In the Harvard research, the 2-percent figure is just a ``best guess" at this point, Nakayama said, but it emerged when Harvard colleagues gave some 1,600 volunteers a variety of psychological tests, among them the ``Cambridge Face Memory Test," which Nakayama had been working on for years and published last fall.
(It is not publicly available because researchers do not want potential subjects to become familiar with it. Duchaine offered a link for readers who want to quiz themselves: www.icn.ucl.ac.uk/facetests/.)
Thomas and Martina Grüter, the German researchers, became interested in prosopagnosia when, after watching a television documentary on the subject, Martina realized that Thomas's quirks -- needing her to identify people for him at parties, for example -- amounted to face-blindness. His father had it, too.
They hunted down more families and Martina wrote her thesis on the genetics of face-blindness, which seems simple: it appears to involve a single, dominant gene, so a child can inherit prosopagnosia even if only one parent has it.
The Grüters tried to figure out how common the condition really was. They handed out questionnaires to some 800 Münster high school and medical students, asking about experiences that might suggest prosopagnosia, and interviewed students who seemed likely candidates.
From among 800, they confirmed that 17 had a significant level of face-blindness, to the point that it caused problems in their daily lives .
The Grüters' paper, written with Ingo Kennerknecht, was accepted last month by the American Journal of Medical Genetics and is scheduled to be published online in the next three weeks, Thomas Grüter said.
The Grüters are now interested in finding ways to screen children for prosopagnosia and then to help those who are identified without publicly identifying them.
What goes wrong in the brains of face-blind people is largely a mystery, said Dr. Marlene Behrmann, a brain scientist at Carnegie Mellon University.
The phenomenon plays into a major debate in neuroscience, she said, whether the brain is made up of a bunch of separate little modules that each perform a different function or whether all parts of the brain are potentially capable of performing any function. ``The truth will be somewhere in the middle, which is why it's a vigorous debate," she said.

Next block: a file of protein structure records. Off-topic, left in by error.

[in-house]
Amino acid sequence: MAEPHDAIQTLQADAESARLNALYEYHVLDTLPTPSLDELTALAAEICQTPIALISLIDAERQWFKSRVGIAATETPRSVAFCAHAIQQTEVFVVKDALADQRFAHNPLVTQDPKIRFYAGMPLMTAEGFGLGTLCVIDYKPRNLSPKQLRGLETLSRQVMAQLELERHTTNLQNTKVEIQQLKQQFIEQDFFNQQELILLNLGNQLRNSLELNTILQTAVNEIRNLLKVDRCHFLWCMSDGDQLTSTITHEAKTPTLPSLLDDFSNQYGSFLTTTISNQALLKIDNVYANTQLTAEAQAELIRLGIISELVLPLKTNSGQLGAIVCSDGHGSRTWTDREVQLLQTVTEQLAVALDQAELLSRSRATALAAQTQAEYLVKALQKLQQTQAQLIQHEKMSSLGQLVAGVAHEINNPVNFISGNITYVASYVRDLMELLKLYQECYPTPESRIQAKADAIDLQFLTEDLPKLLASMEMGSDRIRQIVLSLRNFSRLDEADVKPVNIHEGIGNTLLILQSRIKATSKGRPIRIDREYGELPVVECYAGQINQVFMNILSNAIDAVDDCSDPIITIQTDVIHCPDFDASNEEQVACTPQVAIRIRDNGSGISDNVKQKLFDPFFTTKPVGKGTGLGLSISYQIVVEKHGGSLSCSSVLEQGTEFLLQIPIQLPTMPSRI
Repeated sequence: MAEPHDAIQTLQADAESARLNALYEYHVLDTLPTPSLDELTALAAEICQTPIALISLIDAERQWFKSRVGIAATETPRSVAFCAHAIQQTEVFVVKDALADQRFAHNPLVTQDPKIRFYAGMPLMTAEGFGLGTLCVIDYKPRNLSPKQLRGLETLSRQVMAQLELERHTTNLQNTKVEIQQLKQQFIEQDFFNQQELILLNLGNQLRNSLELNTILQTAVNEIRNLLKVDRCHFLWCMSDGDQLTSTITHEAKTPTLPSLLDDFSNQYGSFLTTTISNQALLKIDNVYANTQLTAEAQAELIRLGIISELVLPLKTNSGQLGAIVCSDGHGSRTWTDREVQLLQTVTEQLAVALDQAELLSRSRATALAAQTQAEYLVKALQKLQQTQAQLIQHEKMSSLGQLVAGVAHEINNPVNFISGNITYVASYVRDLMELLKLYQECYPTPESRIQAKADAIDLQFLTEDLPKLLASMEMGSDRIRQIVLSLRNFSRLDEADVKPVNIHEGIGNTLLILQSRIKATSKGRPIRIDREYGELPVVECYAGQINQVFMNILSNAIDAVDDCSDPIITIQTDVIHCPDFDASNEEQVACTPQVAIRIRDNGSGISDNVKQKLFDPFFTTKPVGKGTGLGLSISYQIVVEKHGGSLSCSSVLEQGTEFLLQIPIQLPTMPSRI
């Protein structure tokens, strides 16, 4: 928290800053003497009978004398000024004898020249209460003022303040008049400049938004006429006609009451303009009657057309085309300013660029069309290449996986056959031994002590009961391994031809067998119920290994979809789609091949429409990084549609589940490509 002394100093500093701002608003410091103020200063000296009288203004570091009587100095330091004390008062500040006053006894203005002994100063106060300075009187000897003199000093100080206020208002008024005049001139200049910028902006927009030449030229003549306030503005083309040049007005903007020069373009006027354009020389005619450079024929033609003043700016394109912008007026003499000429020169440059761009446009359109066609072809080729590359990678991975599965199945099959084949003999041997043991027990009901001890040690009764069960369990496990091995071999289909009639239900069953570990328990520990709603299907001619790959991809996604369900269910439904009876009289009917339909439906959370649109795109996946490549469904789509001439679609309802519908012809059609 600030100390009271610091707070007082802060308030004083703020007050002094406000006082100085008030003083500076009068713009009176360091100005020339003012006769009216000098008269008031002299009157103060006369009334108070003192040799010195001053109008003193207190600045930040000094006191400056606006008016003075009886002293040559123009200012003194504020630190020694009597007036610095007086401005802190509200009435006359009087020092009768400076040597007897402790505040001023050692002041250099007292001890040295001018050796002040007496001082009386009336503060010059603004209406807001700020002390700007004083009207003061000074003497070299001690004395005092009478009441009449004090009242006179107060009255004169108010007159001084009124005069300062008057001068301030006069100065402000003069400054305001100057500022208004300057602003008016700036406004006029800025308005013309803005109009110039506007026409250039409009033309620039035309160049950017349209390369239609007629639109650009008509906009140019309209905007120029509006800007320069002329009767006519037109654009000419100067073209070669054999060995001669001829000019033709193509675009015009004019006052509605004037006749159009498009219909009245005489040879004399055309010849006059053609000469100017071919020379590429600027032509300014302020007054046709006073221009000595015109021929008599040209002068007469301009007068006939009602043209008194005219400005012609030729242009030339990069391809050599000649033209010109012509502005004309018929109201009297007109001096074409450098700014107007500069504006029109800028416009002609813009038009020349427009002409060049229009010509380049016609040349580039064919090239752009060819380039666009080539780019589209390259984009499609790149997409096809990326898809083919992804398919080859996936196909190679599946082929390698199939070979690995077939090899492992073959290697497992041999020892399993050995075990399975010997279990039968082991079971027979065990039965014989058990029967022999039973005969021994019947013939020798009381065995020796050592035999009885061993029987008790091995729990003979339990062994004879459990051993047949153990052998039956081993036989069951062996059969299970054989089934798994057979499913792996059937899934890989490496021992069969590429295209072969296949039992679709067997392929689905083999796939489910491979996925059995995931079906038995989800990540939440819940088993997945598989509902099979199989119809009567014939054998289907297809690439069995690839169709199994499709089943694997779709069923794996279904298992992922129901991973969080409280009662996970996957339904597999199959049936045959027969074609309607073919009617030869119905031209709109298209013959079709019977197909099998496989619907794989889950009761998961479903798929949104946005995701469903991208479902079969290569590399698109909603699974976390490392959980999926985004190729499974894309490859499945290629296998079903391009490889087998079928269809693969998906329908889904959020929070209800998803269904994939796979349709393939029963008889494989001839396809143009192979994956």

If face-blind people have problems only with faces, that would tend to support the view of the brain as made up of task-specific modules, she said. But if, as some research suggests, the problem turns out to involve not only faces but also any objects that look alike, then it supports the idea that the brain uses more general visual processes.
Meanwhile, prosopagnosics such as Glenn, a Brookline cashier, say their lives are complicated both by their face-blindness and by the fact that nobody has heard of their condition.
``It would be really swell for me to be able to walk on the street in Harvard Square and say to somebody, `You know, I have prospagnosia,' and for them to say, `Oh, yeah, I know exactly what that is,' but I can't do that right now," said Glenn, who asked that his last name not be used for fear that someone might victimize him, knowing he could never identify them.
Glenn said he recognizes people by their trappings and context. He explains his problem to some people, asking them to realize that he may not recognize them when he meets them again.
Carey Goldberg can be reached at at firstname.lastname@example.org.